‘Tabbar’: an edge-of-the-seat thriller with a price on its head

Every family unit has, like an organization, an operating expense. Look beyond the text messages that inform its members of yet another instalment repaid from a here-today-gone-tomorrow deposit, and you’ll discover a critical currency that runs it—the bit-by-bit-coins of emotions that are invested in this enterprise. There’s some deposits, and more often than not, large withdrawals that up the tension in what, on paper, is a give-and-take setup. But come a crisis and the coins pack themselves into a protective umbrella to stave off any inimical cloud. 

In Tabbar (Family)—an eight-episoder created by Harman Wadala and directed by Ajitpal Singh (associate director on the chillingly good Gurgaon)—the family of Omkar Singh (Pawan Malhotra), Sargun (Supriya Pathak Kapur), and their sons Happy (Gagan Arora) and Tegi (Sahil Mehta) face a nuclear rumption that’ll require more than an aggregation of emotional resources to see them through. Set in the by lanes of Deep Nagar in Jallandhar,  an accidental run-in with Maheep Sodhi (Rachit Bahal), younger brother of powerful politician Ajeet Sodhi (Ranvir Shorey) has the family trip into a labyrinth of horror, every passage a turn into darker territory. This, even as Ajeet has his own ongoing election slugfest with another politico Pankaj Ahuja (Rohit Khurana). 

Gagan Malhotra, Supriya Pathak, Sahil Mehta, Pawan Malhotra: family matters.

As the family plays a game of landmine while trying to keep up appearances with their common-walled neighbors—the Mahajan couple (Babla Kochar and Seema Kaushal, very good) and their daughter Palak (Nupur Nagpal making the most of her torn-feelings role)— and Omkar’s elder brother and his cop son Lucky (Paramvir Singh Cheema, absolutely likeable), their liminal state teeters on the cliff of extermination. 

It’s in the decisions and actions that Omkar executes that the serial touches the boundaries of far-fetched: part-Drishyam, part-incredulous, what holds you back is the writing (Harman WadalaSandeep JainMr. Roy) and the constant simmer of danger that hovers over the series like an Eye of Sauron; not always visible but omnipresent, glowering, glaring, and injecting itself like the lines of the yellow powder that run across the storyline—a drugged premise that’s all too real and present in the state of Punjab and its youth. This is no live-wire Udta Punjab, though. It’s a branch off of the menace that burns its path from the fields of high to explode into ordinary homes. 

Every episode derives its title, theme, premise, and philosophy from the Shri Guru Granth Sahib hymns of Baba Faridthat speak of the forces of karma that plunge human beings into seeming darkness, their struggle to dig out the truth, achieve awareness, follow the path of righteousness, and ultimately understand the meaning of detachment and letting go. It’s a deep, under-the-radar connect, running in parallel and in the opposite direction to how Omkar reacts. Or is it?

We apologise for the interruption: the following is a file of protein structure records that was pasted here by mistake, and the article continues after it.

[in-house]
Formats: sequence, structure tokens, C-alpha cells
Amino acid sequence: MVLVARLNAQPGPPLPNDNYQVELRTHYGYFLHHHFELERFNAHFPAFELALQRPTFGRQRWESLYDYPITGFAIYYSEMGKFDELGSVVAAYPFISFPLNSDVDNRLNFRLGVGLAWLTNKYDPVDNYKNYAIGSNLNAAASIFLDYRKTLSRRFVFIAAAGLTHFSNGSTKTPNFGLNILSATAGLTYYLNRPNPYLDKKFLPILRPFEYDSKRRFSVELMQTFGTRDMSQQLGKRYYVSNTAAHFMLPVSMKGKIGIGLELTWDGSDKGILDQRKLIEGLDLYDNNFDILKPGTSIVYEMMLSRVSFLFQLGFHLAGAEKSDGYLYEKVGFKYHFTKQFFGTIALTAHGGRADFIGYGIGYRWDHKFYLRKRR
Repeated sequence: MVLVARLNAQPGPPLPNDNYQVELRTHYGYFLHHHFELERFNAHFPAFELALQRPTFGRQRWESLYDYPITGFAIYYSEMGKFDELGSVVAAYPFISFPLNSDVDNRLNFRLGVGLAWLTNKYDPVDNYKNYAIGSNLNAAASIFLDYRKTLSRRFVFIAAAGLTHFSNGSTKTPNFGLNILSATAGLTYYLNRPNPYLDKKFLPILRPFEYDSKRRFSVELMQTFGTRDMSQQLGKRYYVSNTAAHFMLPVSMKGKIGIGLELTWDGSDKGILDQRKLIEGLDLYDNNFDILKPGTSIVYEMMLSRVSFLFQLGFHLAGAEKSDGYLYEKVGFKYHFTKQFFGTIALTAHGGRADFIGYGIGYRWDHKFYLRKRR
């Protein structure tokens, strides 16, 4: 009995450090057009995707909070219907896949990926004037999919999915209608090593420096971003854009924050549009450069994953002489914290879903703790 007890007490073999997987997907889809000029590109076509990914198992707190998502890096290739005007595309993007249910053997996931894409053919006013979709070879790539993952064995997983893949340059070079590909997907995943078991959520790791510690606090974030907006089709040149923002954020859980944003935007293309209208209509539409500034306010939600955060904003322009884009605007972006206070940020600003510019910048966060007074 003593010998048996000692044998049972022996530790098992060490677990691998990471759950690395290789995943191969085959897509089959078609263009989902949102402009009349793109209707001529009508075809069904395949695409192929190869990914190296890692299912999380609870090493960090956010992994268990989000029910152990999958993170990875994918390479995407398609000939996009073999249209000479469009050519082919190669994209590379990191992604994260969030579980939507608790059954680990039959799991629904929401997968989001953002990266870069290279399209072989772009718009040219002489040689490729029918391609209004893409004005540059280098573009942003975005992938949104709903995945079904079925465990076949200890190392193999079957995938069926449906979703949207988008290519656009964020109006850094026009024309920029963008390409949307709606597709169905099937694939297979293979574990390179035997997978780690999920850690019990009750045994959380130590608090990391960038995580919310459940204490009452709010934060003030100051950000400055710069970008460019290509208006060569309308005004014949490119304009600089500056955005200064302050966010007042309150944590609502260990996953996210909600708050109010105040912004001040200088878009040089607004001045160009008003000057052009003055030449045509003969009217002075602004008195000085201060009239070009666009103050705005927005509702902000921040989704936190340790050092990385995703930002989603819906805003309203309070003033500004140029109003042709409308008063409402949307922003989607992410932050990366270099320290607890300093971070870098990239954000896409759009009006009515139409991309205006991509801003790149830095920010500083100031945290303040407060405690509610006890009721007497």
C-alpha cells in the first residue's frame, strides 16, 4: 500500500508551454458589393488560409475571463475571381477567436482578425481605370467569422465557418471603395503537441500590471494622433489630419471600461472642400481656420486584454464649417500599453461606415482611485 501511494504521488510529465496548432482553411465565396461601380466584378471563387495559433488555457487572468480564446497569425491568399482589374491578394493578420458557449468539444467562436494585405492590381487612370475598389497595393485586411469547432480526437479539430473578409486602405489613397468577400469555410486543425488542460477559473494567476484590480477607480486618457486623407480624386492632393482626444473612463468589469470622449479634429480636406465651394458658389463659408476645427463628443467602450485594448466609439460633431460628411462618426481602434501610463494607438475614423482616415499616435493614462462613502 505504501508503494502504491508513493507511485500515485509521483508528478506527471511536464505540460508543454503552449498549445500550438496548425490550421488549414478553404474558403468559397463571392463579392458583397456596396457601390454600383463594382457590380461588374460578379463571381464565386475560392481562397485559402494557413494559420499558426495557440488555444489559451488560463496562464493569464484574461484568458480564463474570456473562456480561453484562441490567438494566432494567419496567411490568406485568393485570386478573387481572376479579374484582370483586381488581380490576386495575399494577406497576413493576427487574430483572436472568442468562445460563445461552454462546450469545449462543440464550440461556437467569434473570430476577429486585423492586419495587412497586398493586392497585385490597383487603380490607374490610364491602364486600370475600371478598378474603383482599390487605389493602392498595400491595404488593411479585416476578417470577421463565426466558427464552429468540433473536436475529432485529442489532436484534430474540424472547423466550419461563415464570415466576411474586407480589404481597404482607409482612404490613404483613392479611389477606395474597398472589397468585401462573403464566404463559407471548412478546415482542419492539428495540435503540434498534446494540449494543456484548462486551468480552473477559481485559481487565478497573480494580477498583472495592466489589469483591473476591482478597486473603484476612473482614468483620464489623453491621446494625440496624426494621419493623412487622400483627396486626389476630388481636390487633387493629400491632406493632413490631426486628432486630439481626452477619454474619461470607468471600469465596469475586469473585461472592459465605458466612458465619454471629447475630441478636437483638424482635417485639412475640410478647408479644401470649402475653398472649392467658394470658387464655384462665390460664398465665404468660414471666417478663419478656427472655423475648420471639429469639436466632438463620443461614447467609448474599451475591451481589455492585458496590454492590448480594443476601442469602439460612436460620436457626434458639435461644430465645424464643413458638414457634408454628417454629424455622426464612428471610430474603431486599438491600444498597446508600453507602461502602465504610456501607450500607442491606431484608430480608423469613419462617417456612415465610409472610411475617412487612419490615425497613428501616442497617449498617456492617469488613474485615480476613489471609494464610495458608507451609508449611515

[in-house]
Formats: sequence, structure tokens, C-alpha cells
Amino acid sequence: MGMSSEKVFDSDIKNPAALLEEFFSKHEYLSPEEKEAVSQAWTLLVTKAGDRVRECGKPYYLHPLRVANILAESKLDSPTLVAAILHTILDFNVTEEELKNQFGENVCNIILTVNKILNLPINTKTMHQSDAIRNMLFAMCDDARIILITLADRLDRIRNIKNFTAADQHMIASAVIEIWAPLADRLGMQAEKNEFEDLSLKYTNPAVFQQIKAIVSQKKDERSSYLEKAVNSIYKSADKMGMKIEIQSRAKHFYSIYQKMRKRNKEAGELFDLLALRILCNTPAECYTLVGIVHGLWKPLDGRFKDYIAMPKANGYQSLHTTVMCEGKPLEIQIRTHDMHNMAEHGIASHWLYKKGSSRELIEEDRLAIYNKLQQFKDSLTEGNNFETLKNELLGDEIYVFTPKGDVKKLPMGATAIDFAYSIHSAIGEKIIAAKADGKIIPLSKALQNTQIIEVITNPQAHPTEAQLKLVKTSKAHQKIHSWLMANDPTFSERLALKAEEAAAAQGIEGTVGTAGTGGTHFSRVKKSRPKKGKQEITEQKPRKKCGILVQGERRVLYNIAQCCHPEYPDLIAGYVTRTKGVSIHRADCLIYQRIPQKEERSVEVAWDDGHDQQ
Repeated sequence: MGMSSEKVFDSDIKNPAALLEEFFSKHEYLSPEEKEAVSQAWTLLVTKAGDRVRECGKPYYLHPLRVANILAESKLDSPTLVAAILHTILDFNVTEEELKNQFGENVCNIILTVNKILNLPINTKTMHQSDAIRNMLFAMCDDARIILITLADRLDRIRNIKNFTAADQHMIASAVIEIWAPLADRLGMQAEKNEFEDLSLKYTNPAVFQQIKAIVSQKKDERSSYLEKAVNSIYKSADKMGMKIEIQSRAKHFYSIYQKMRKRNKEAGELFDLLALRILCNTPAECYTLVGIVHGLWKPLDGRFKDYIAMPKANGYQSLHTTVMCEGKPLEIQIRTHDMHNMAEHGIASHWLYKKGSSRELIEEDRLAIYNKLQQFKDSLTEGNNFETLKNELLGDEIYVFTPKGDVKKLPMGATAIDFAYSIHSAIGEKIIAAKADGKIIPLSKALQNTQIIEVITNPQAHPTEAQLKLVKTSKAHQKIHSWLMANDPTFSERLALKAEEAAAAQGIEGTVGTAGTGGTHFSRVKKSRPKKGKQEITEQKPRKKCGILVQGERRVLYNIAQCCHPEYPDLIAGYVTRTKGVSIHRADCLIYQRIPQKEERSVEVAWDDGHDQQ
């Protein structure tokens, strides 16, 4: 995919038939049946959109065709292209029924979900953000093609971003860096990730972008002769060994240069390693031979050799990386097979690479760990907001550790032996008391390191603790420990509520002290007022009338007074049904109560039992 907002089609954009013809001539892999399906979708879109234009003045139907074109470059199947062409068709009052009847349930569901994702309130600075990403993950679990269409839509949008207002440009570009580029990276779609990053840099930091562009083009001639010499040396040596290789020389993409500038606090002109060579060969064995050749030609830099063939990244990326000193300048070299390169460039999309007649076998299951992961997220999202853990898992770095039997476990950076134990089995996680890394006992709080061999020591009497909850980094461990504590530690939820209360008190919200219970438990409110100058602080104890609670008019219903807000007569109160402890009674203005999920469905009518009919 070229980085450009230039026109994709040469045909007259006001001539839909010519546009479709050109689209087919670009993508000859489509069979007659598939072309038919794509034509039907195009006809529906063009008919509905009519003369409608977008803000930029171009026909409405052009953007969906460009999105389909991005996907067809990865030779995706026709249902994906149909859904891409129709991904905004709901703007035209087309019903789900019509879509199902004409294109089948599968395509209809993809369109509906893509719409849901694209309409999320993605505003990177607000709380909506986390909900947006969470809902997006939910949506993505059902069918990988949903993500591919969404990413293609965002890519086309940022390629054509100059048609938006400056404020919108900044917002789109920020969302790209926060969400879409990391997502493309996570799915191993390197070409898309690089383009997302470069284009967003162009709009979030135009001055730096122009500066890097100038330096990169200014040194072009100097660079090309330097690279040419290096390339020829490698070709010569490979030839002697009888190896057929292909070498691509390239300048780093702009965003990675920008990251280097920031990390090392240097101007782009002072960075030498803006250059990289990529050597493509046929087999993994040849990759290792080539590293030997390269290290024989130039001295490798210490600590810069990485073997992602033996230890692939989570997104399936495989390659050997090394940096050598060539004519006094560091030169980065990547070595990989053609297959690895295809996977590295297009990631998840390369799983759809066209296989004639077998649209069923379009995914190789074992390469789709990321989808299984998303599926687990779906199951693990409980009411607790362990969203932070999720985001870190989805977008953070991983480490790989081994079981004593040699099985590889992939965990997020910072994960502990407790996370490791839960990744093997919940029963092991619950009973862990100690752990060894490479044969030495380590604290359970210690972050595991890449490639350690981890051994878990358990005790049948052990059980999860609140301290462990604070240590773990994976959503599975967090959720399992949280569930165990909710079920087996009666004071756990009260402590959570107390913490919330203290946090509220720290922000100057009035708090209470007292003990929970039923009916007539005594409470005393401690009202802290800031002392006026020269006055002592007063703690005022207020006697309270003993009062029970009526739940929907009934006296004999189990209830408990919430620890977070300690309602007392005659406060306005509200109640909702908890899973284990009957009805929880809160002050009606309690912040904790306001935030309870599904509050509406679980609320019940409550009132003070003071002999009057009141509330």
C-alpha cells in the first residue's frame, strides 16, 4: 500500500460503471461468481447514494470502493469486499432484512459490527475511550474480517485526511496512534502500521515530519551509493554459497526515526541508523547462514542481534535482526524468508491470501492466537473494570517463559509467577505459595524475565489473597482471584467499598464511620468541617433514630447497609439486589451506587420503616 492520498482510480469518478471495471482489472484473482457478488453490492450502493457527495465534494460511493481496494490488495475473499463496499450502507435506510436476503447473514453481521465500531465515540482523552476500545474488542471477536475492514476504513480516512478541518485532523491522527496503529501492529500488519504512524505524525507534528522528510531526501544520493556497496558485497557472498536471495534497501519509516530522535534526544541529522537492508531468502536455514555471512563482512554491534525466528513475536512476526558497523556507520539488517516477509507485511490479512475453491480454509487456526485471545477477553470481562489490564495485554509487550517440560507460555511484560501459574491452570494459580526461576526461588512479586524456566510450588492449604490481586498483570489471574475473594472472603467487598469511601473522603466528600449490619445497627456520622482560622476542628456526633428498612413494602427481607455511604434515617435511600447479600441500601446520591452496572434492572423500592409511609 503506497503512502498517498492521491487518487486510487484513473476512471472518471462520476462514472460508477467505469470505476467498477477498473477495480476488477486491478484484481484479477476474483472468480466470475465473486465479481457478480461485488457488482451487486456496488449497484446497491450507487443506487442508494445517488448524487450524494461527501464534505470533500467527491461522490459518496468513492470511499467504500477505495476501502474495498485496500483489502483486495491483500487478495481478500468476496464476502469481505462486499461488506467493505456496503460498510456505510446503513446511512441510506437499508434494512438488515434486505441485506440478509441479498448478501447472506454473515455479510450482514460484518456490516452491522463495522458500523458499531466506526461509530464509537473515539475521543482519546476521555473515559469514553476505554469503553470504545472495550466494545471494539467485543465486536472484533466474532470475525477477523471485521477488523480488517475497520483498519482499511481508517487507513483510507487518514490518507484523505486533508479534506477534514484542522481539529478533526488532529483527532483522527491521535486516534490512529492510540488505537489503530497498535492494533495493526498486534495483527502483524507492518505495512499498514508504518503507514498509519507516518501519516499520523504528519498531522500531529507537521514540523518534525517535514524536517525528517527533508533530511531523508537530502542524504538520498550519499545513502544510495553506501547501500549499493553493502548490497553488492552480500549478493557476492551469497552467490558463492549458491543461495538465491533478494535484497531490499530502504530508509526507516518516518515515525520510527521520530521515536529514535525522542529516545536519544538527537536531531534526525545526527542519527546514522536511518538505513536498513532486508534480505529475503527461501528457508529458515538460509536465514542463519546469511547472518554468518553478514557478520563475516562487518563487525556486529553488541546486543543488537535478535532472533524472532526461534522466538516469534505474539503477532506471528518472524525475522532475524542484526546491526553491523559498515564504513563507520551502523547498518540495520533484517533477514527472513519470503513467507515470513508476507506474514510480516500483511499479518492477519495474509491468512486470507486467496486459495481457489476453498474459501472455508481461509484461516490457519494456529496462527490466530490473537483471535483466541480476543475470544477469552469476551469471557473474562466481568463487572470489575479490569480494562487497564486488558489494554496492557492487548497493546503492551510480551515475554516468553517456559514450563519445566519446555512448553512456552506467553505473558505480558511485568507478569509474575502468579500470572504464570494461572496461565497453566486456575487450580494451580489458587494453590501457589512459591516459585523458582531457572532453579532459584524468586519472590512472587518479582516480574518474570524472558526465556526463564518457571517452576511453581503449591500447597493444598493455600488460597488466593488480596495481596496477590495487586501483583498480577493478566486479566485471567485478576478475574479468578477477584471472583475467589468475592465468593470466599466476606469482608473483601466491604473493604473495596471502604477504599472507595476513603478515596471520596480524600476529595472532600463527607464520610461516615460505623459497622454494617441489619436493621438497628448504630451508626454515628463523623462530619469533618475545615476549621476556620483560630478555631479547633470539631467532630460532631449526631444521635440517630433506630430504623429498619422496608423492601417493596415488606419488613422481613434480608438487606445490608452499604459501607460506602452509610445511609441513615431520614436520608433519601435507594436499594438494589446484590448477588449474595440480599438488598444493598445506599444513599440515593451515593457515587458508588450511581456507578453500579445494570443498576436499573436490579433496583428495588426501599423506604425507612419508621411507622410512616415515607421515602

Paramvir Singh Cheema, Gagan Arora: talk me through.

Tabbar, despite its foray into the fantastical, is a terrific achievement, one made possible by some outstanding cinematography (Arun Kumar Pandey’s work throwing you into the action and tension without fireworks) and rumbling background score (Sneha Khanwalkar, also composing Baba Farid’s hymns to gut-wrenching effect). Mukesh Chabbra’s casting is bull’s-eye, which is what elevates the series. Supriya Pathak, as the troubled conscience of the story-line makes you struggle with what her character does, she’s simply hypnotic; Gagan Arora adds a touch of sympathy to his troubled and unfortunately-named Happy; Sahil Mehta as the blowzy Tegi is heartbreakingly vulnerable and angsty; Ranvir Shorey as Ajeet, wired and dangerous, while Ali Mughal as Multan, his trusted associate, is a highlight—if looks could kill, his freeze you to stuttering death; Akashdeep as Chachaji, another Sodhi family trusted senior is very good, too. The talented Kanwaljeet, sadly, is in an under-written role. 

And Pawan Malhotra, that under-rated, unsung, and under-used actor is back after the thought-provoking, though melodramatic Grahan. Here, he’s in top form, chewing at the scenery and your emotions with ease. He owns his character with a subliminal power, his act residing in his eyes, creasing to hide his character’s demons, pain, and fears. Malhotra’s Omkar Singh knows the ultimate expense of keeping a family alive. It’s to asphyxiate one’s soul and invite the wrath of karma all over again. 

Movie data powered by IMDb. All images owned by the producers. Tabbar is streaming on Sony LIV and rated  A (For Adults Only) for violence and disturbing themes.

Director Ajitpal Singh Time ~ 40 min
Writers Harman Wadala, Sandeep Jain, Mr. Roy
Stars Pawan Malhotra, Supriya Pathak, Ranveer Shorey, Gagan Arora, Sahil Mehta
Genres Drama, Thriller